NKY tennis player travels to Tokyo Paralympics Tokyo

Emmy Kaiser doesn’t wait for someone to tell her what to do.

Emmy is a free spirit who follows the dictates of her own mind, a very motivated person and a Paralympic tennis star.

Emmy is about to travel to Tokyo to compete in her third Paralympic Games, her first in London and her second in Rio.

Although she did not win a medal in either of her first two Paralympic competitions, she was once considered the eleventh best Paralympic tennis player in the world and was number one in the United States.

Emmy has spina bifida, and she excels at exercise from a wheelchair.

As a child, she played several sports but showed a little more interest in tennis and ballet. As an adult, she competed in doubles races in Winton Woods, Cincinnati.

Emmy attended the Blessed Sacrament School in Ft. Mitchell and then attended St. Henry High School in Erlanger.

She went to college and earned a bachelor’s and master’s degree. She completed her studies in sport and movement psychology.

Emmy has been impressed by athletes from time to time, but it’s basically just one of many thoughts that goes through her very active brain.

“When I was little I was impressed by Esther Vergeer,” said Emmy of a Dutch wheelchair tennis player who retired in 2013. “I mean, who wouldn’t be, with a winning streak of 470 games that lasted ten years and eight years of Paralympic medals. But I don’t think I have a role model now.”

In addition to the Paralympics, Emmy was at the Parapan American Games in Toronto in 2015, where she reached the semi-finals in doubles and singles, and in 2011 in Guadalajara, where she won gold in doubles and silver in singles. From 2009 to 2016 she was a World Cup team member every year.

Emmy has been to 29 countries.

“London was my first Paralympic Games and it was wonderful,” she said. “I really enjoyed the whole experience of being in England, meeting other participants, immersing myself in his sport, competitions and people watching.”

This year’s Paralympics will not have any crowds in the stands due to the COVID-19 pandemic, which Kaiser regrets because she sees that the crowd enriches the experience.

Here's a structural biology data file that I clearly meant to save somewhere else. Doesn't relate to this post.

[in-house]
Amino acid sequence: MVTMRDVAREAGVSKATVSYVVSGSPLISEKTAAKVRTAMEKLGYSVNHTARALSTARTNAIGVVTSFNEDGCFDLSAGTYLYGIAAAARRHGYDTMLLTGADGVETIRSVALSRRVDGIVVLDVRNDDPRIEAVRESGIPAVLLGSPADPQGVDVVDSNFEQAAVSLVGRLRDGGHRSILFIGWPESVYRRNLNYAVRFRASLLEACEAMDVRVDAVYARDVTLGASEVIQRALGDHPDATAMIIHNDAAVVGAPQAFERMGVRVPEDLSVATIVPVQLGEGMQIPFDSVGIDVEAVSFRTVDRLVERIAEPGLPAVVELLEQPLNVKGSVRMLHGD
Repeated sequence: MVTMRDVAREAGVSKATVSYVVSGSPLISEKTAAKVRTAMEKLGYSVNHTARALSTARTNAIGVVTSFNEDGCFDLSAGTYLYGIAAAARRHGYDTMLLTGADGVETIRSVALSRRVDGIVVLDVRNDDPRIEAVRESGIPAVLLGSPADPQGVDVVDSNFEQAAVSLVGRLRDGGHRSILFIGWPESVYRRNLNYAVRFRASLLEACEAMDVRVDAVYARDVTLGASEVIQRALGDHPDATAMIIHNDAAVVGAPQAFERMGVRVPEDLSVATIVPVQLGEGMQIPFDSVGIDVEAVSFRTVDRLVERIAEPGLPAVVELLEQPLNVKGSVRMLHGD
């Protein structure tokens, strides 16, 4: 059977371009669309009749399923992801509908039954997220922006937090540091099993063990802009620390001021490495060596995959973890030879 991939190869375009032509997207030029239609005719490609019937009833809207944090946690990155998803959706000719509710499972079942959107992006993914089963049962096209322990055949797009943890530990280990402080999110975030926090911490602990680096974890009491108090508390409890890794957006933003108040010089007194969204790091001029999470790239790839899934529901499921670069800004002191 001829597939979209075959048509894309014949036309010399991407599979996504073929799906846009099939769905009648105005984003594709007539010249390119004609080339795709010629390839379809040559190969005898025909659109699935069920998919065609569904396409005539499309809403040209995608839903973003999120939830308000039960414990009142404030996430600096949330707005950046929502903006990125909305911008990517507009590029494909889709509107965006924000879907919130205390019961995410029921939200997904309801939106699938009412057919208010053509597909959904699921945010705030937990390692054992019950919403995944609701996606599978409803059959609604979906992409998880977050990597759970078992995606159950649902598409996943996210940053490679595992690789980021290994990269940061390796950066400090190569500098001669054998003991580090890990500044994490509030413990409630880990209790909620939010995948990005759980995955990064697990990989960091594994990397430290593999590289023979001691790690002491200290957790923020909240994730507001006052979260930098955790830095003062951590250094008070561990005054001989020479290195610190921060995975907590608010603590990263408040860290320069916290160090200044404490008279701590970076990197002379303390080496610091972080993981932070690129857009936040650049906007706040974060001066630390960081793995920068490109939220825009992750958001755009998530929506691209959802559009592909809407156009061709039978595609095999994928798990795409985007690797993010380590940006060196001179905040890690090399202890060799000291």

But she will be busy without much time to relax. She trains in Alabama before heading to the Paralympics, which begin on August 24th.

She has an exercise bike at home, two trainers, and a couple of stroke partners who work with her.

She also has a couple of different jobs despite being a full-time professional athlete. She is a substitute teacher at St. Henry and trains both handicapped and wheelchair tennis at the Blue Ash Recreation Center and the Cincinnati Tennis Foundation.

“Babalot Raquet Company supports me and provides me with tennis equipment,” said Emmy. “You are wonderful. But here in the United States, nobody really pays attention to the Paralympics. You rarely see them on TV like the regular Olympics. What Babalot doesn’t give me, of course, I have to pay for, like my travel, living expenses and chair, and I have to work to pay for that. “

When she’s free, Kaiser reads or skype with her boyfriend since he lives in Austin, Texas. She also hopes to move there.

Emmy’s ideal career goal would be to train wheelchair tennis at a university.

Emmy likes to talk to younger children and share her life mantra with them, which is, “Play the cards that are dealt to you.”

“You can’t choose the cards that are dealt to you, but you can choose how to play them,” she explained. “I could have stayed in Cincinnati and worked at a bank. I could have become a teacher like my mother and sister.

-Patricia A. Scheyer, RCN contributor

Photos provided

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